Centuries of secret history

Mary Morris’s novel tells the story of crypto-Jews, whose descendants uncover their secret hundreds of years later.

A 16TH-CENTURY manuscript by Spanish-born Jew Luis de Carvajal the Younger is displayed at a museum in Mexico City last, 2017 (photo credit: CARLOS JASSO/REUTERS)
A 16TH-CENTURY manuscript by Spanish-born Jew Luis de Carvajal the Younger is displayed at a museum in Mexico City last, 2017
(photo credit: CARLOS JASSO/REUTERS)
Imagine you are a Catholic, as are all your neighbors, relatives and friends. You are so much a part of that community, you have never even thought about your place in it; it simply seems natural, a part of your being, as it has been for your ancestors for hundreds or even thousands of years.
And then – with the help of modern science – you realize all your unspoken assumptions are false. You come to understand that not all your ancestors were Spanish or Portuguese or Mexican Catholics; that before the 15th or 16th century, all your forefathers were Jewish; that some 500 years ago, people like you were given the choice of abandoning their religion and their people or becoming homeless; that many outwardly converted but were really crypto-Jews, trying to maintain their Judaism secretly and, when discovered, were tortured unspeakably and often murdered for their desire to remain true to their God.
This bombshell of a discovery has moved some Spaniards, Mexicans and Americans living in the Southwest to return to their forebears’ religion and their people through conversion to Judaism.
Gateway to the Moon by Mary Morris tells the story of those modern community members as well that of their ancestors, Jews who had the great misfortune to live in Spain, Portugal and Mexico during those dark times of the Inquisition. Their prolonged spiritual and physical agony and degradation at the hands of those countries’ temporal and religious leaders is a shameful tale told here in a straightforward and chilling manner.
Morris, an accomplished storyteller, masterfully weaves together the tale of a small community of people living in a poverty-stricken backwater in New Mexico with that of their long-lost Jewish ancestors. The author has an exquisite sense of literary timing. In a wink of that proverbial eye, she is able to move readers from the depths of hopelessness to the brink of expectation. She flits effortlessly from the 15th and 16th centuries to the later years of the last century, combining historical figures with fictional ones.
The most notable historical personage is Luis de Torres, a convert to Christianity and a secret Jew who accompanied Columbus on his first trip to the New World and is the ancestor of the families living in Entrada de la Luna, their town in New Mexico.
Many of the people in the town had “family traditions,” such as lighting candles on Friday nights or not eating pork or shellfish, but they had no idea that such customs were Jewish, the remnants of their forebears’ way of life.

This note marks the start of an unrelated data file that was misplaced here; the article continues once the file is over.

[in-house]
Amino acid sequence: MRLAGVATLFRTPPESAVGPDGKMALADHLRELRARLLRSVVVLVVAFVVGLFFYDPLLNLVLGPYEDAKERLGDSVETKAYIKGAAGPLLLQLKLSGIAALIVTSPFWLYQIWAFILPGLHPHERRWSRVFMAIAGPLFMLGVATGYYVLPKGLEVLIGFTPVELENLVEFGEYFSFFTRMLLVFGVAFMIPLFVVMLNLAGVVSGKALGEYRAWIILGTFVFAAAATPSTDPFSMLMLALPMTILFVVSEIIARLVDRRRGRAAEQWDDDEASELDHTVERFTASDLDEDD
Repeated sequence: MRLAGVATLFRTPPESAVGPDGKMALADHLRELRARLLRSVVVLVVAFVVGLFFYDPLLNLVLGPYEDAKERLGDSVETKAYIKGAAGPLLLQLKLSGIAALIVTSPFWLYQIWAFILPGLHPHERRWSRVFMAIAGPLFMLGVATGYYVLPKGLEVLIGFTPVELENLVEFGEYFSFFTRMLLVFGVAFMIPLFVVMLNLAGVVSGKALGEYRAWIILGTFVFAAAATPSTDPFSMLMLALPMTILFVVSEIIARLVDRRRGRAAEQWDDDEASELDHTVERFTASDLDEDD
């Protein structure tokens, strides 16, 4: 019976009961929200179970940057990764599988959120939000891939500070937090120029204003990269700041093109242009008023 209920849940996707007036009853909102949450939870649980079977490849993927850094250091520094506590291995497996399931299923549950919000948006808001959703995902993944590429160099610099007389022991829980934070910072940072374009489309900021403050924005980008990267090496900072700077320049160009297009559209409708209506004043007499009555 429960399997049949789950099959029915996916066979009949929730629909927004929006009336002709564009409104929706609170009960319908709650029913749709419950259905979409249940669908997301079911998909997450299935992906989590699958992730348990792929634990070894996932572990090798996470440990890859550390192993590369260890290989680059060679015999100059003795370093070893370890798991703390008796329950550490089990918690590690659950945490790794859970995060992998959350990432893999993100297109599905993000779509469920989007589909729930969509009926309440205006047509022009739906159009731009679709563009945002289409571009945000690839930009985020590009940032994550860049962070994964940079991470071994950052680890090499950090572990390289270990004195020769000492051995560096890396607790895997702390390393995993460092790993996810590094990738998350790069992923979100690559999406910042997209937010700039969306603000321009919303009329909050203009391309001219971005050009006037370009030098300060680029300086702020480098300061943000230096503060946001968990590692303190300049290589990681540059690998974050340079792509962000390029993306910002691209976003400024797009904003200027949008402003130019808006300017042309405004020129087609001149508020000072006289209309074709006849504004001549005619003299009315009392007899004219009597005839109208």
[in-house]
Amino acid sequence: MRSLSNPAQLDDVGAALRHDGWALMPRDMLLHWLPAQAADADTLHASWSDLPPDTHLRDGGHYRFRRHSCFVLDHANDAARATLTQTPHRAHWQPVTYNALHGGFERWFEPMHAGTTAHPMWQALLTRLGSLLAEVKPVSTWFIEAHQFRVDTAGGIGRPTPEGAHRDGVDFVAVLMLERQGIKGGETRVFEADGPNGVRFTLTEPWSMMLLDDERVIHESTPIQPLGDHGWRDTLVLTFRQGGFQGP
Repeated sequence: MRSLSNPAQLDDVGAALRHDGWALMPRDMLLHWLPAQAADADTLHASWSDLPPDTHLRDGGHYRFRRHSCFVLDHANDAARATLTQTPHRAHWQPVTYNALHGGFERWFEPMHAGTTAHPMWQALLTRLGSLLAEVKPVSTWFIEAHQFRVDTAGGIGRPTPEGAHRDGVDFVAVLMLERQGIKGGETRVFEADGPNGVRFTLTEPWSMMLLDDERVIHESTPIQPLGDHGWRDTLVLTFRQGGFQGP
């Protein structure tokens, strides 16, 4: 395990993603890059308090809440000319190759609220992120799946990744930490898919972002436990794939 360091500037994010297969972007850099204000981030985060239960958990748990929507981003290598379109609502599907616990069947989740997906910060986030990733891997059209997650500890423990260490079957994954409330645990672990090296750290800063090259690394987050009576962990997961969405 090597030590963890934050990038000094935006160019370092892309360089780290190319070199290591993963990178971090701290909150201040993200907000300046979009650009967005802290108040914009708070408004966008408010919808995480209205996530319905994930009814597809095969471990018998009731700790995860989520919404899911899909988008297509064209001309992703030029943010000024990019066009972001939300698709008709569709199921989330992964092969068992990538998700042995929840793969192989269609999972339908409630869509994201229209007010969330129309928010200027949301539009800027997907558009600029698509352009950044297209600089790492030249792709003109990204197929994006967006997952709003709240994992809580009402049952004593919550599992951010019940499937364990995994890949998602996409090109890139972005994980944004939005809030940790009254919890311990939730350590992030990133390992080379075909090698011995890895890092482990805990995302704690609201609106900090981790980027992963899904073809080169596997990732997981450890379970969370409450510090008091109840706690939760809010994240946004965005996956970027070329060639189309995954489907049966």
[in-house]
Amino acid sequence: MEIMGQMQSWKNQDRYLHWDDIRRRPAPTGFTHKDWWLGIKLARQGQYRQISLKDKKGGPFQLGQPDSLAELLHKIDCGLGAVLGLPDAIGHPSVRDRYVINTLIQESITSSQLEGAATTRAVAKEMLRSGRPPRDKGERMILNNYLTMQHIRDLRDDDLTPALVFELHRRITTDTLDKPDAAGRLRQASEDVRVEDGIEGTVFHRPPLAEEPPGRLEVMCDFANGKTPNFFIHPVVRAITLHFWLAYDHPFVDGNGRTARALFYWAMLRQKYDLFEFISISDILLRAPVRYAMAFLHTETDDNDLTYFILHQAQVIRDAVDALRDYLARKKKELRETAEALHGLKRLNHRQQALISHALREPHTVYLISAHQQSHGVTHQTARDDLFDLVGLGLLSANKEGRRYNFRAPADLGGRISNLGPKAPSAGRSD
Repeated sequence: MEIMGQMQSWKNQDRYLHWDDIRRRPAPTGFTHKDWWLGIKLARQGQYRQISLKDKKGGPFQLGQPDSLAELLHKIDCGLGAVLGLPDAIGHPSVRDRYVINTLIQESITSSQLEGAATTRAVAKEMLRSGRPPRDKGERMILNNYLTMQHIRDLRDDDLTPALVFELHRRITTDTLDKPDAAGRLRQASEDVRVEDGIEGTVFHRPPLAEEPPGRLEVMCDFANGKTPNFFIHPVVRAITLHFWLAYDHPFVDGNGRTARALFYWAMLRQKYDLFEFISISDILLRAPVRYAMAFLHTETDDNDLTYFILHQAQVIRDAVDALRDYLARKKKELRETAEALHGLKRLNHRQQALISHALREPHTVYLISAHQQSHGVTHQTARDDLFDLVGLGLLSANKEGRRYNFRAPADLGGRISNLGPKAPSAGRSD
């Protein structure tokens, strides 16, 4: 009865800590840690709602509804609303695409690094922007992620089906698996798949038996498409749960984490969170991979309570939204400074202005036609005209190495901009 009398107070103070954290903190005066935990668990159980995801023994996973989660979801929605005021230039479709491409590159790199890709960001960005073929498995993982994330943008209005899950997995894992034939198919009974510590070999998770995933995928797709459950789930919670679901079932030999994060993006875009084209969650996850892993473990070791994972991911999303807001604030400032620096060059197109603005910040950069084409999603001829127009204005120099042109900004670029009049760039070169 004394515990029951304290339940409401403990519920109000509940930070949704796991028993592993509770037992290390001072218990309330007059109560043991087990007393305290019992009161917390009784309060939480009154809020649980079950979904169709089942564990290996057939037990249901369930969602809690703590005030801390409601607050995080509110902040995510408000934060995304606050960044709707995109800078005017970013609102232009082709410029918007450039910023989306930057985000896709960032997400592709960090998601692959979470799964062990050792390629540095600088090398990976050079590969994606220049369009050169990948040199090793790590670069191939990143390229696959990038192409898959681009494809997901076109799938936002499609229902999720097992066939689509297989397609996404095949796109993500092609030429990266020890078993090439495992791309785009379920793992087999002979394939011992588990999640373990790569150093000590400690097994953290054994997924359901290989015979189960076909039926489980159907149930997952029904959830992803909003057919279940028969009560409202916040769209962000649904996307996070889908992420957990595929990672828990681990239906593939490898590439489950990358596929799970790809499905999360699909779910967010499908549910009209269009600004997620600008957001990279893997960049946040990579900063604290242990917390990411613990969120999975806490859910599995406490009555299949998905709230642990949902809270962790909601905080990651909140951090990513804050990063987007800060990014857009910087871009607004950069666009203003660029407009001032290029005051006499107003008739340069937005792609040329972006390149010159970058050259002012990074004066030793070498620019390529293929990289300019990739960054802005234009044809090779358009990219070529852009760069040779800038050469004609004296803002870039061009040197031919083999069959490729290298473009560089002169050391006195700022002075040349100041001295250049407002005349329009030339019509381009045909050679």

They did not know of their Jewish origins because after their ancestors came to found the town, they decided not to tell their children that they were secretly Jewish. They hoped that omission would protect them, since the Inquisition had come to Mexico from Spain. But evidence of their Jewish background becomes inescapable when a Jewish woman living in the area shows a resident that there are Hebrew letters on the gravestone of their town’s founder.
How the people in the town learned of their Jewish ancestry is fascinating and well-told, with the author skillfully using surprises and secrets to keep the reader’s attention riveted to the plot.
I won’t forget for a long time the depiction of the cruelty shown to the Jewish populations of the “Inquisition countries.” Their only crime was trying to continue to be Jewish, to follow the “dead law of Moses,” in the words of their Inquisitors. They were arrested, often beaten by the soldiers who came to detain them. They were taken to an Inquisition house where they were isolated, tortured and told they could live only if they confessed and implicated other secret Jews.
When they refused, they were burned to death at the stake in public, with the locals getting full entertainment value from the event. And, of course, as in every organized antisemitic campaign, the victims’ property was looted.
But it was not only physical torture and murder that demonstrated people’s disdain for their Jewish neighbors. To join Columbus’s crew, Luis de Torres walked to the town of Huelva. He was accompanied on the way by many Jews who had only days to leave Spain following the expulsion order issued by King Ferdinand and Queen Isabella. On the hillsides, hogs grazed. A year earlier, sheep and goats lived there but they had been slaughtered and replaced by pigs.
“This is how much the Spanish hate the Muslims and Jews. They have filled their pasture lands with pigs,” Morris writes. “They eat pork to spite them. If they invite Luis into their homes, they serve ham hocks and pig knuckles, ribs and pork butt and bacon just to see if he will choke at the sight of them. This will prove that he is still a Jew.”
In her narrative, the author bashes Spain, Portugal and Mexico for their treatment of those country’s Jewish residents. Of course, this is a novel, not history. And it is always a mistake not to differentiate between historical fiction and history. Nonetheless, with images as powerful as these in this book depicting the savage treatment of Jews, readers cannot help but be affected. 
Aaron Leibel is a former editor at The Jerusalem Post and Washington Jewish Week. His novel, Generations: The Story of a Jewish Family, which spans 1,500 years and three continents, is available online